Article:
(d) This case lies at the intersection of the Court's decisions endorsing the no-impeachment rule and those seeking to eliminate racial bias in the jury system. Those lines of precedent need not conflict. Racial bias, unlike the behavior in McDonald, Tanner, or Warger, implicates unique historical, constitutional, and institutional concerns and, if left unaddressed, would risk systemic injury to the administration of justice. It is also distinct in a pragmatic sense, for the Tanner safeguards may be less effective in rooting out racial bias. But while all forms of improper bias pose challenges to the trial process, there is a sound basis to treat racial bias with added precaution. A constitutional rule that racial bias in the justice system must be addressed-including, in some instances, after a verdict has been entered-is necessary to prevent a systemic loss of confidence in jury verdicts, a confidence that is a central premise of the Sixth Amendment trial right. Pp. 15-17.

         (e) Before the no-impeachment bar can be set aside to allow further judicial inquiry, there must be a threshold showing that one or more jurors made statements exhibiting overt racial bias that cast serious doubt on the fairness and impartiality of the jury's deliberations and resulting verdict. To qualify, the statement must tend to show that racial animus was a significant motivating factor in the juror's vote to convict. Whether the threshold showing has been satisfied is committed to the substantial discretion of the trial court in light of all the circumstances, including the content and timing of the alleged statements and the reliability of the proffered evidence.

         The practical mechanics of acquiring and presenting such evidence will no doubt be shaped and guided by state rules of professional ethics and local court rules, both of which often limit counsel's post-trial contact with jurors. The experience of those jurisdictions that have already recognized a racial-bias exception to the no-impeachment rule, and the experience of courts going forward, will inform the proper exercise of trial judge discretion. The Court need not address what procedures a trial court must follow when confronted with a motion for a new trial based on juror testimony of racial bias or the appropriate standard for determining when such evidence is sufficient to require that the verdict be set aside and a new trial be granted. Standard and existing safeguards may also help prevent racial bias in jury deliberations, including careful voir dire and a trial court's instructions to jurors about their duty to review the evidence, deliberate together, and reach a verdict in a fair and impartial way, free from bias of any kind. Pp. 17-21. 350 P.3d 287, reversed and remanded.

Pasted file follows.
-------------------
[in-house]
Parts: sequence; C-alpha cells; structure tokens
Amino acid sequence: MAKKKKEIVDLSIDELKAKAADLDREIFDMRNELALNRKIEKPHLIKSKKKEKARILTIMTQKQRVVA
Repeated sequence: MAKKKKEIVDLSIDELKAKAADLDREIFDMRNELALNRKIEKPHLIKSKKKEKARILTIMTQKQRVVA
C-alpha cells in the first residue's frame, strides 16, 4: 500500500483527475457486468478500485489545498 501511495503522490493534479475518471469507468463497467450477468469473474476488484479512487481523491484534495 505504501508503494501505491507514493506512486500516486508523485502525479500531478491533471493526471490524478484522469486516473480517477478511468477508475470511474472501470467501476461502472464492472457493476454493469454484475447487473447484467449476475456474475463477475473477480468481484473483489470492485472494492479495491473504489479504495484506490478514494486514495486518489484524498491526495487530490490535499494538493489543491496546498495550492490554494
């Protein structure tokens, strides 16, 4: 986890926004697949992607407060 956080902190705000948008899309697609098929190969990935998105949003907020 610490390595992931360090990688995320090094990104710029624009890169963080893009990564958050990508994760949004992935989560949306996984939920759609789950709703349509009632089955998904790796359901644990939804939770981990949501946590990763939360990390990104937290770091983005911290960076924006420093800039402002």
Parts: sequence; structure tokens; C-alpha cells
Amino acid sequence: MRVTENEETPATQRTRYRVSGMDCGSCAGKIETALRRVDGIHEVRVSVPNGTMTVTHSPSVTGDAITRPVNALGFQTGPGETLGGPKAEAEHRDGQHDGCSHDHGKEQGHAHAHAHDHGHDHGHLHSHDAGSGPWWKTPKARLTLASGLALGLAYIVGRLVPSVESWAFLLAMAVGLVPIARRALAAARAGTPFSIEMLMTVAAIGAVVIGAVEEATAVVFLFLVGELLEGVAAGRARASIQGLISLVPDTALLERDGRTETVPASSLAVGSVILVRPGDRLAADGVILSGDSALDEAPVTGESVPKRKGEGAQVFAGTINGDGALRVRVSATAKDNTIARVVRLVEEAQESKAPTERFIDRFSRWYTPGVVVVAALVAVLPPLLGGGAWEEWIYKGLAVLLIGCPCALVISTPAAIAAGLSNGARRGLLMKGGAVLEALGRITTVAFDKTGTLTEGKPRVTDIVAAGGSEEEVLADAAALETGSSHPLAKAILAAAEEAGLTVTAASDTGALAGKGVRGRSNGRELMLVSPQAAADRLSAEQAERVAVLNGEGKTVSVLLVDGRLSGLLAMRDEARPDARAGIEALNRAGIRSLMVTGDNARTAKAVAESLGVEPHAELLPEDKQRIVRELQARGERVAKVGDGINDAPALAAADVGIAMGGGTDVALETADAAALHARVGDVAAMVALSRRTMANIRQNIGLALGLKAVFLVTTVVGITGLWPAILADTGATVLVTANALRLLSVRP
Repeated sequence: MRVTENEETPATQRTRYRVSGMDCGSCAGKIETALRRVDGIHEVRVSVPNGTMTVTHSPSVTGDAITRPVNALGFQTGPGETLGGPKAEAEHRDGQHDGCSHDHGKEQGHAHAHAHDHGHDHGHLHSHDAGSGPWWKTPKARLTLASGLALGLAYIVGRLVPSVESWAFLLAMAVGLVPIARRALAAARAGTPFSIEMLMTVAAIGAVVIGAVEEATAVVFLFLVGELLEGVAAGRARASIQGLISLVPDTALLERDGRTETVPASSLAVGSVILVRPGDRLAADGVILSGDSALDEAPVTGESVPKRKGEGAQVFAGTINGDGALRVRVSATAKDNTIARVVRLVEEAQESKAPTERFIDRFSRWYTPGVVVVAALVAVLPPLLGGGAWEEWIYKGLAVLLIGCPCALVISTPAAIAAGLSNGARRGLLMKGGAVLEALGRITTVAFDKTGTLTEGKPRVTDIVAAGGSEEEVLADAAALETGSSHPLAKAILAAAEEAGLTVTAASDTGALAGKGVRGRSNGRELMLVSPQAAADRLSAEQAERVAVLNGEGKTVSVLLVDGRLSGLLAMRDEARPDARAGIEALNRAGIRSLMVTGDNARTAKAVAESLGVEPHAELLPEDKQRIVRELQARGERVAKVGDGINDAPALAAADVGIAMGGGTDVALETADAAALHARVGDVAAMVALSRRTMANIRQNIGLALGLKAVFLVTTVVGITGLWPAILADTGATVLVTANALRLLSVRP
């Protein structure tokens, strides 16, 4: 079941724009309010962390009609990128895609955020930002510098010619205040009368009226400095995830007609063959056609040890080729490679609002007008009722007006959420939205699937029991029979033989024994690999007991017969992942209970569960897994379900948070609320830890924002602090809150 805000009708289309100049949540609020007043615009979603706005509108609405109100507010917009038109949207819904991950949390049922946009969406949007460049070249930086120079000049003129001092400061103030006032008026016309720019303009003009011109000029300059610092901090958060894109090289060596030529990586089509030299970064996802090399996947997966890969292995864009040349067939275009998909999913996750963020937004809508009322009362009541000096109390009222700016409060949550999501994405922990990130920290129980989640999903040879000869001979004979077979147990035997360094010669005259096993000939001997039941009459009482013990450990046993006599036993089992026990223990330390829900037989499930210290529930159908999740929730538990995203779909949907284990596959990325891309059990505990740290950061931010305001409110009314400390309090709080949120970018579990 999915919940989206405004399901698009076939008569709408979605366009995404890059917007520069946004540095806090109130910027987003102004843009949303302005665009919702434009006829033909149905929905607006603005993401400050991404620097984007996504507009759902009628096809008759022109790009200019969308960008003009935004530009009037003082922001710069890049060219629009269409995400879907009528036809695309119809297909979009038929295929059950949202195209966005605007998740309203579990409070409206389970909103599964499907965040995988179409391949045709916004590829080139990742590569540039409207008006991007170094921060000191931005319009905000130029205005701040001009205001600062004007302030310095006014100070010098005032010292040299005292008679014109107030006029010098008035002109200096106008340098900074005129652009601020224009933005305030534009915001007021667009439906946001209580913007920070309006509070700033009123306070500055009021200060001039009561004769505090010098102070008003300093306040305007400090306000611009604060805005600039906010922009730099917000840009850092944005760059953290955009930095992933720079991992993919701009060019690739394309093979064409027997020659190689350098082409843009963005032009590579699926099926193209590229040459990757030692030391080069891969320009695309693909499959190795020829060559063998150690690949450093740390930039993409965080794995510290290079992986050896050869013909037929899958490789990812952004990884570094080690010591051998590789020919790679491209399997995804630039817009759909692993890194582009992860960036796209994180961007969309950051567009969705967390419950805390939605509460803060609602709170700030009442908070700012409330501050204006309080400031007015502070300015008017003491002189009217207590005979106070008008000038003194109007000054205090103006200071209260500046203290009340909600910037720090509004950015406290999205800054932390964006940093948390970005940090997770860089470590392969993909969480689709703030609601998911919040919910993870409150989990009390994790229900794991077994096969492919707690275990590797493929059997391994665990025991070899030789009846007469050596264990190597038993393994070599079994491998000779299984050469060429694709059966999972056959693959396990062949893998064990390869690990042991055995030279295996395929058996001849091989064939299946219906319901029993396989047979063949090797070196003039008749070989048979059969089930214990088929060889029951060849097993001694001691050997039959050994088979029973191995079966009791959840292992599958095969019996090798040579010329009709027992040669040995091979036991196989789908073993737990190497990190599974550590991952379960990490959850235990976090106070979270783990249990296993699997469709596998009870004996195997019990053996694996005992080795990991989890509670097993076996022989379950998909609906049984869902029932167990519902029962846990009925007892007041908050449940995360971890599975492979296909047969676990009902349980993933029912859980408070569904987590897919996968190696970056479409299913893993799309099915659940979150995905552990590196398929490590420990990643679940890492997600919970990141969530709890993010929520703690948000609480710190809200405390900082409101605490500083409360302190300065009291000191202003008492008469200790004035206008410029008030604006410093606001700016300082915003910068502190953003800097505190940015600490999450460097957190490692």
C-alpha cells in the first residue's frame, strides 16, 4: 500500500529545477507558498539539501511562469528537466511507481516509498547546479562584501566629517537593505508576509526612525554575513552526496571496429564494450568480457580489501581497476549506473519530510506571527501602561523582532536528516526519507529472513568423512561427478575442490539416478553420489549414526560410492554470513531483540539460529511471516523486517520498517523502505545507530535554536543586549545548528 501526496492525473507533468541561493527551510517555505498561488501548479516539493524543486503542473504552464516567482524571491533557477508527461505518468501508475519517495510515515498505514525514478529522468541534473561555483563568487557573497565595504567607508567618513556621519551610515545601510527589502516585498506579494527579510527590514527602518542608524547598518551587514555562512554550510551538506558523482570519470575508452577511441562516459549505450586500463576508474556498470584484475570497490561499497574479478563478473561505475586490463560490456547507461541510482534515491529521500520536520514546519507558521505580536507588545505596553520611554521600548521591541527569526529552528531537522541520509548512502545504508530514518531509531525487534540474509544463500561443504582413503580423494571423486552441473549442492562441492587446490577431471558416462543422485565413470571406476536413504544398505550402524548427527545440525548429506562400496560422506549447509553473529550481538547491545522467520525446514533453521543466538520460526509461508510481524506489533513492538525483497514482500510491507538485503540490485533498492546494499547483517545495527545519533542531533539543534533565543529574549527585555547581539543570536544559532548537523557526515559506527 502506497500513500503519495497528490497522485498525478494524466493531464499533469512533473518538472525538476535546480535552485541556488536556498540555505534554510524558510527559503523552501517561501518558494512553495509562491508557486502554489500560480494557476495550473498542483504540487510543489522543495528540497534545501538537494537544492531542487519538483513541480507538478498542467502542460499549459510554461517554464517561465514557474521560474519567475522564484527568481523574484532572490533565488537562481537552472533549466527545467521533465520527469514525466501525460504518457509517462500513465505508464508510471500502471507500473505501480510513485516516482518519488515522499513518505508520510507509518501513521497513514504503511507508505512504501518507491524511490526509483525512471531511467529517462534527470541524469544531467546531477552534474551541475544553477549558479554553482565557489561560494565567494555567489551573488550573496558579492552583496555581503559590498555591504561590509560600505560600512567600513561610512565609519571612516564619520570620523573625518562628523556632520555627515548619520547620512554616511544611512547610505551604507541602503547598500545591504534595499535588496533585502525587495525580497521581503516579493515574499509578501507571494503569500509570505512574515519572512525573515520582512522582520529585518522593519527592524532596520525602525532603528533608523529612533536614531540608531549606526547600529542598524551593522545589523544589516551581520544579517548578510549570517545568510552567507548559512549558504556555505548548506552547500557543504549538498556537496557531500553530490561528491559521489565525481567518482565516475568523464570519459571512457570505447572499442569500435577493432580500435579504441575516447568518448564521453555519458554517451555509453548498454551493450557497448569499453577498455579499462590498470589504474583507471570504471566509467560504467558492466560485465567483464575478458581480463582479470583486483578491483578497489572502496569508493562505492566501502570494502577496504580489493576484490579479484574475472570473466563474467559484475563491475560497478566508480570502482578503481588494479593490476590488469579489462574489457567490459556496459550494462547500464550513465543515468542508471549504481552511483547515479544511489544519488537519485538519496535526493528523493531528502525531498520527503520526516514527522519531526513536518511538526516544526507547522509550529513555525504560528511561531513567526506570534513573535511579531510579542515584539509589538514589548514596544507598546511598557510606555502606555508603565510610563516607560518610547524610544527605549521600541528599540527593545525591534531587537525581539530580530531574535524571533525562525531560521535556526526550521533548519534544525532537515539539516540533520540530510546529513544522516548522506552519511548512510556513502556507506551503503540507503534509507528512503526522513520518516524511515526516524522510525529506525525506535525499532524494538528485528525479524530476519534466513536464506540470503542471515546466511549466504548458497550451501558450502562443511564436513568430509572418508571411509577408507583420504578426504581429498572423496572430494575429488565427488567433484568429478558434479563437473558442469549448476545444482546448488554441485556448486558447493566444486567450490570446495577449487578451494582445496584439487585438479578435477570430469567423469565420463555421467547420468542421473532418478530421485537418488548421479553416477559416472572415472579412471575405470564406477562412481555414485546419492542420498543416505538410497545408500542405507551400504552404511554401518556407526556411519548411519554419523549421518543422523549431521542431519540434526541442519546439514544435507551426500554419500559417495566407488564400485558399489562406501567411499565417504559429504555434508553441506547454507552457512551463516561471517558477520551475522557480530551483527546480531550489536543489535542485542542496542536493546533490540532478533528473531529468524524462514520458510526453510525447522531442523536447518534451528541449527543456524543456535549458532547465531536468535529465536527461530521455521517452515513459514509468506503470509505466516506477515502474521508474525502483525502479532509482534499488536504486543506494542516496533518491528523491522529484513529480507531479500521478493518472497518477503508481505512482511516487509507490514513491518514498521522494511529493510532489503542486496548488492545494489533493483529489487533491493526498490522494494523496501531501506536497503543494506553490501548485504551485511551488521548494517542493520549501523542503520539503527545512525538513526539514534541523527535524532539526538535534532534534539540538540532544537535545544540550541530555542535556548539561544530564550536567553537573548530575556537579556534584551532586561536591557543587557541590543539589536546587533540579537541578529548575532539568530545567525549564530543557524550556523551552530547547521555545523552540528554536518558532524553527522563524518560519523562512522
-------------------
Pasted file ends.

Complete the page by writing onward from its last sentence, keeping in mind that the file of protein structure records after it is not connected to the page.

KENNEDY, J., delivered the opinion of the Court, in which GlNSBURG, BREYER, SOTOMAYOR, and Kagan, JJ., joined. THOMAS, J., filed a dissenting opinion.

          OPINION

          KENNEDY, JUSTICE

         The jury is a central foundation of our justice system and our democracy. Whatever its imperfections in a particular case, the jury is a necessary check on governmental power. The jury, over the centuries, has been an inspired, trusted, and effective instrument for resolving factual disputes and determining ultimate questions of guilt or innocence in criminal cases. Over the long course its judgments find acceptance in the community, an acceptance essential to respect for the rule of law. The jury is a tangible implementation of the principle that the law comes from the people.